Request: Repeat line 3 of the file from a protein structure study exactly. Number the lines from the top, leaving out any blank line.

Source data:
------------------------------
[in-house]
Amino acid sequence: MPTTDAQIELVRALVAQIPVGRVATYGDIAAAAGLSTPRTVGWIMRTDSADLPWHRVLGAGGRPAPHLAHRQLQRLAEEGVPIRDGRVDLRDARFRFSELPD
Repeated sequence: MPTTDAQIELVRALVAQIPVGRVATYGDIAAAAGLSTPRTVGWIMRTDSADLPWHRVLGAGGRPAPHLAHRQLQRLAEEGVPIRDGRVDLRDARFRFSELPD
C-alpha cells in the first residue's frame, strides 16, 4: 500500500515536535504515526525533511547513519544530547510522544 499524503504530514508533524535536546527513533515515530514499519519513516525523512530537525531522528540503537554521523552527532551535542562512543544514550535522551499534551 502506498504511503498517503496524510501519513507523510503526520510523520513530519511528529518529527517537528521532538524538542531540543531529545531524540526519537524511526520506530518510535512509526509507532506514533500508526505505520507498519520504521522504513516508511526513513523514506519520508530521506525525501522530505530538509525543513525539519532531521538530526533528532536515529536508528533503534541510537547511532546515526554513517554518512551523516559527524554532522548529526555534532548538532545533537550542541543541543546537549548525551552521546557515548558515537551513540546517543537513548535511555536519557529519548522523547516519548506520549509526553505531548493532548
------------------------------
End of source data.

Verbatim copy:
Repeated sequence: MPTTDAQIELVRALVAQIPVGRVATYGDIAAAAGLSTPRTVGWIMRTDSADLPWHRVLGAGGRPAPHLAHRQLQRLAEEGVPIRDGRVDLRDARFRFSELPD